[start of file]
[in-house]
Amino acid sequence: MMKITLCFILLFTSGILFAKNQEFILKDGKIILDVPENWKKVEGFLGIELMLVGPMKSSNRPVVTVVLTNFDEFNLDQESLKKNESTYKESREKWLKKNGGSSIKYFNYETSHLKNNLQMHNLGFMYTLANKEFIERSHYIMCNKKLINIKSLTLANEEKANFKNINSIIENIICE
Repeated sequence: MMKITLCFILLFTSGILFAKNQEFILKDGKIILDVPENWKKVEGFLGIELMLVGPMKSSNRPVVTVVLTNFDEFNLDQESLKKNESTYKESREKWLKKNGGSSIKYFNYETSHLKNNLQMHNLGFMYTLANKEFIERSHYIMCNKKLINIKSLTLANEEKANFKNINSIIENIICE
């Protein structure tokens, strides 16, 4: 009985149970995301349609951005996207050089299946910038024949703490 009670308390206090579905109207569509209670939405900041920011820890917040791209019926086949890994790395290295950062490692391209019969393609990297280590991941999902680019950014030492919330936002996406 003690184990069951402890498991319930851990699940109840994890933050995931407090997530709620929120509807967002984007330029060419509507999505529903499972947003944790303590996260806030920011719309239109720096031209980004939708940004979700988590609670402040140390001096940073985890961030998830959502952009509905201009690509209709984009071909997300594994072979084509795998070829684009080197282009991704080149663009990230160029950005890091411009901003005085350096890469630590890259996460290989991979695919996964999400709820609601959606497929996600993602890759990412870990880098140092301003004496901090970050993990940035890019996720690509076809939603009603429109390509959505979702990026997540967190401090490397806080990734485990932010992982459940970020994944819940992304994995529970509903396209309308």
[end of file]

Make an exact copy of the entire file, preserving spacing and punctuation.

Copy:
[in-house]
Amino acid sequence: MMKITLCFILLFTSGILFAKNQEFILKDGKIILDVPENWKKVEGFLGIELMLVGPMKSSNRPVVTVVLTNFDEFNLDQESLKKNESTYKESREKWLKKNGGSSIKYFNYETSHLKNNLQMHNLGFMYTLANKEFIERSHYIMCNKKLINIKSLTLANEEKANFKNINSIIENIICE
Repeated sequence: MMKITLCFILLFTSGILFAKNQEFILKDGKIILDVPENWKKVEGFLGIELMLVGPMKSSNRPVVTVVLTNFDEFNLDQESLKKNESTYKESREKWLKKNGGSSIKYFNYETSHLKNNLQMHNLGFMYTLANKEFIERSHYIMCNKKLINIKSLTLANEEKANFKNINSIIENIICE
């Protein structure tokens, strides 16, 4: 009985149970995301349609951005996207050089299946910038024949703490 009670308390206090579905109207569509209670939405900041920011820890917040791209019926086949890994790395290295950062490692391209019969393609990297280590991941999902680019950014030492919330936002996406 003690184990069951402890498991319930851990699940109840994890933050995931407090997530709620929120509807967002984007330029060419509507999505529903499972947003944790303590996260806030920011719309239109720096031209980004939708940004979700988590609670402040140390001096940073985890961030998830959502952009509905201009690509209709984009071909997300594994072979084509795998070829684009080197282009991704080149663009990230160029950005890091411009901003005085350096890469630590890259996460290989991979695919996964999400709820609601959606497929996600993602890759990412870990880098140092301003004496901090970050993990940035890019996720690509076809939603009603429109390509959505979702990026997540967190401090490397806080990734485990932010992982459940970020994944819940992304994995529970509903396209309308």